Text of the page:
As health indicators improve, the French nationwide curfew was lifted on Sunday, marking a new stage in the slow return to pre-Covid normality. The move came on the eve of the annual Fête de la Musique, celebrated across the country every year on midsummer's day, 21 June.
For the first time since 30 October 2020 (with a brief exception at Christmas), the French will be able to enjoy their evenings for as long as they like, starting on Sunday - 10 days earlier than planned.
France has been one of the last countries to maintain a curfew along with Italy and Greece.
Initially introduced at 9pm, it was gradually brought forward to 6pm in mid-January before being pushed back to 7pm in March, 9pm in May and 11pm on 9 June.
The announcement was made by the government last Wednesday, ahead of its declatration that the obligatory wearing of masks outdoors was being scrapped as of Thursday.
PM Castex denies political point-scoring
Many among the opposition in France have been sceptical of the motivation behind the move, in view of the first round of regional elections which took place on Sunday.
Rejecting comments that the further lifting of restrictions was a political "gift", Prime Minister Jean Castex said it was justified due to the "faster than hoped-for improvement in the health situation".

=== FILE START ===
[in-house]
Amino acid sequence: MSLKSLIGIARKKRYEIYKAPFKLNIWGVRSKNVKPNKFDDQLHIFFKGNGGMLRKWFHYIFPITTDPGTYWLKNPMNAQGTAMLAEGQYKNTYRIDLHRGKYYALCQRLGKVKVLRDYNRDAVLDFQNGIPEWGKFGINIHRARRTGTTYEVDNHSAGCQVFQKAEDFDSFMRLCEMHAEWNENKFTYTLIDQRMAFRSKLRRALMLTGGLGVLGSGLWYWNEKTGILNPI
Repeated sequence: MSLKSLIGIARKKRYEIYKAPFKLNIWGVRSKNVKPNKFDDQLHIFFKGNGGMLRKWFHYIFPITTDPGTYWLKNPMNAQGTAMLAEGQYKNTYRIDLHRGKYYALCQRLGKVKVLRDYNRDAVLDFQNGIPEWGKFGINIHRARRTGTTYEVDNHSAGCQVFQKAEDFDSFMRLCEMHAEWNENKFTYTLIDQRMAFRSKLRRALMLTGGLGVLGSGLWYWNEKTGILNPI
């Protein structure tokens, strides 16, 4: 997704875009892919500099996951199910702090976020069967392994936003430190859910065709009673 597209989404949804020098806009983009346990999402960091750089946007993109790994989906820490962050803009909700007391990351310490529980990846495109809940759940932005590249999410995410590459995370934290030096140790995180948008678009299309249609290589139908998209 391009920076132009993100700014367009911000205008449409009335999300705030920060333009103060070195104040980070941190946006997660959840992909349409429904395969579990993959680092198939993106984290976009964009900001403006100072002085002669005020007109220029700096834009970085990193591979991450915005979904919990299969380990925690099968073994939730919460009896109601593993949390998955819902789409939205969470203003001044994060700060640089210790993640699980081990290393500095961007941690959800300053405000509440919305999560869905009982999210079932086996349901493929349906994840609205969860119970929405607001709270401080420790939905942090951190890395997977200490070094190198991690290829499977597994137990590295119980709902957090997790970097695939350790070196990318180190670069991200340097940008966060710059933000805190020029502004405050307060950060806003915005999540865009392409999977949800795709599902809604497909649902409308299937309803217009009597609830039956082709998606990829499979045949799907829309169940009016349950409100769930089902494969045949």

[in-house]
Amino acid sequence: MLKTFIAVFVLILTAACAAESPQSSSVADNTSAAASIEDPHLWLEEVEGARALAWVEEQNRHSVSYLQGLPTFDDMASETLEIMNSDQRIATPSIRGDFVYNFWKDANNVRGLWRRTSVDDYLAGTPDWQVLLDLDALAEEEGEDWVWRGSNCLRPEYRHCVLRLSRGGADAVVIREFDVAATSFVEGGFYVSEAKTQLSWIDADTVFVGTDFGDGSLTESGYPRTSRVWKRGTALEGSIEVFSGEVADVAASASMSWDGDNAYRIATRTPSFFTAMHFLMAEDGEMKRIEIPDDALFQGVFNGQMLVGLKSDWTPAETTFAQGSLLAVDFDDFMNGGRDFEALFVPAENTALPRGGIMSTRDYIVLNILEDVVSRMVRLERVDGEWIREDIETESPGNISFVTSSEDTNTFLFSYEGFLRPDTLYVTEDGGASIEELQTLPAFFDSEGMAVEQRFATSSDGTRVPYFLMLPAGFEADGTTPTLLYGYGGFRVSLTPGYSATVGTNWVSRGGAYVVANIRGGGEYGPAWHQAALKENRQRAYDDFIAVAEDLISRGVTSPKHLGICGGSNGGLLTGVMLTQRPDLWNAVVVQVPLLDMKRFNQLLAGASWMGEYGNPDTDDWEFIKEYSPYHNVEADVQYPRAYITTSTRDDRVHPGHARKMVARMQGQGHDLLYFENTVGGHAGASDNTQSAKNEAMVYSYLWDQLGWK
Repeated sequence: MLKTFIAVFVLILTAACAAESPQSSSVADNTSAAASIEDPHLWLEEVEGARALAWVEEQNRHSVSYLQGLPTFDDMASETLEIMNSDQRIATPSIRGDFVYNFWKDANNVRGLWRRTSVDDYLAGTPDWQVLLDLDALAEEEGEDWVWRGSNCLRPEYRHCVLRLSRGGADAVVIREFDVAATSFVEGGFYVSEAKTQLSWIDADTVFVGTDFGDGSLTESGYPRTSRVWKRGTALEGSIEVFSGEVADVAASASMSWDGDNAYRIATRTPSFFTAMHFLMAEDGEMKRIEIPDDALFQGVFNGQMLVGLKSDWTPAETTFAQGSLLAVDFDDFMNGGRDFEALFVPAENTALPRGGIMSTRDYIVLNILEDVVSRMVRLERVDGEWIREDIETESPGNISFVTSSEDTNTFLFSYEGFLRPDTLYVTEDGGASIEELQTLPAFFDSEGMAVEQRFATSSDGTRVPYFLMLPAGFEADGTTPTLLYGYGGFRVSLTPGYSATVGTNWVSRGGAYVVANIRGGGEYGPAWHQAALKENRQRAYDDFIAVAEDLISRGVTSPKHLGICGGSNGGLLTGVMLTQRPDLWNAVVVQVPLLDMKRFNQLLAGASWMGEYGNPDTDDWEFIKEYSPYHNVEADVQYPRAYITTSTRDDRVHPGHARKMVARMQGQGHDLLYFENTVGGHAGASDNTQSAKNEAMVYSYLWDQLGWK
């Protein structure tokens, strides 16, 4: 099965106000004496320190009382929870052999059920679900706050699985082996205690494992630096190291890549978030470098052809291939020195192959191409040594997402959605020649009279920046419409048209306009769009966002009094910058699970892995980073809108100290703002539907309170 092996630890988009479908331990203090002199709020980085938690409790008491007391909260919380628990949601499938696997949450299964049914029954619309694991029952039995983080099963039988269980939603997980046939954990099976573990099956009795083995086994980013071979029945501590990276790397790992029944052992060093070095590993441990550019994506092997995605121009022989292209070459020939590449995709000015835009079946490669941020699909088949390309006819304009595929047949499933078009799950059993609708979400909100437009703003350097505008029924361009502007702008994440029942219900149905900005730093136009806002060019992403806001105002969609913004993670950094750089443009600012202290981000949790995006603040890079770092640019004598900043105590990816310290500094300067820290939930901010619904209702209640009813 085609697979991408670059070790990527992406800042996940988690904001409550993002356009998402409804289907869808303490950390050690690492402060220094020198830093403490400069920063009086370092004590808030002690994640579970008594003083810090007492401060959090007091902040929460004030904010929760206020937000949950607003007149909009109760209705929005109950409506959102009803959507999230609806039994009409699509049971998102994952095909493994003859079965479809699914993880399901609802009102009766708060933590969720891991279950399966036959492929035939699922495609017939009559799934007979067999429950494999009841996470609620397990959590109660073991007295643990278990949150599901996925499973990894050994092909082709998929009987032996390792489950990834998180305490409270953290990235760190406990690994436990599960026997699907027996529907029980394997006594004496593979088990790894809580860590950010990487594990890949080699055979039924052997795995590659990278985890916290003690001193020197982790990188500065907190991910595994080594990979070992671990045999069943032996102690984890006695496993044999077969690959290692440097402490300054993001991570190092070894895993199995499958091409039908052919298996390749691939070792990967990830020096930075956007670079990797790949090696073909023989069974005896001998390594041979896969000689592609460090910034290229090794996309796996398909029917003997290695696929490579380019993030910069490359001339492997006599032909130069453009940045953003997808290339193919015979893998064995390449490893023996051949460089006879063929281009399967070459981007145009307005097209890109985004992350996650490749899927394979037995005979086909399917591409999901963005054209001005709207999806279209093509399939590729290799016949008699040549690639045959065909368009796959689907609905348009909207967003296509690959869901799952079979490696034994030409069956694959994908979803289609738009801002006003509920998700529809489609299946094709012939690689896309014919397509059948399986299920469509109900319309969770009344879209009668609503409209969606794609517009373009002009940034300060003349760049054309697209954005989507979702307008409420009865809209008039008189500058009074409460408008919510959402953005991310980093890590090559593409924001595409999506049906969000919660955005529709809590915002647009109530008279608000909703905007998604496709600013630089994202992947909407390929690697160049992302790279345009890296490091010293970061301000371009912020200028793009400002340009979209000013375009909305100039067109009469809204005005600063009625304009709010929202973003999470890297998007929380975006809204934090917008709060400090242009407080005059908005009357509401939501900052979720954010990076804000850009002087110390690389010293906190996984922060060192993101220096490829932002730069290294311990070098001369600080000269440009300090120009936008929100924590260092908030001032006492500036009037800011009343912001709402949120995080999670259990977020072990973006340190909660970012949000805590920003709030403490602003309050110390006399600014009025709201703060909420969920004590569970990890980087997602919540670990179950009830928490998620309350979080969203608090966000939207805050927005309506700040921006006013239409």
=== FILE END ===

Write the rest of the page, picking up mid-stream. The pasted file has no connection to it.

"With 2,000 to 3,000 cases a day, it is no longer the virus that is tracking us, it is us that are tracking it," Health Minister Olivier Véran told the Journal du Dimanche newspaper.
Meanwhile the vaccination campaign is continuing, with France on target to have 35 million people fully vaccinated by the end of August.
Figures released on Saturday indicate that 18 million French people are already fully vaccinated.
Nightclubs opening this summer
However, vigilance continues and the health regulations in public places and at outdoor events remain in place until 30 June.
With mini-concerts authorised in bars and restaurants, the Fête de la Musique will return to its familiar format on Monday, but the wearing of masks is still recommended outside during concerts. Gatherings of more than ten people in public are still forbidden
Yet the real return to pre-pandemic nightlife will be through the reopening of nightclubs over the summer. Such venues have been completely shut down for the past 15 months.
On Monday, President Emmanuel Macron is expected to meet with concert promoters and the nightclub owners to discuss health regulations, ventilation systems and a potential "health pass" to allow clubs reopen.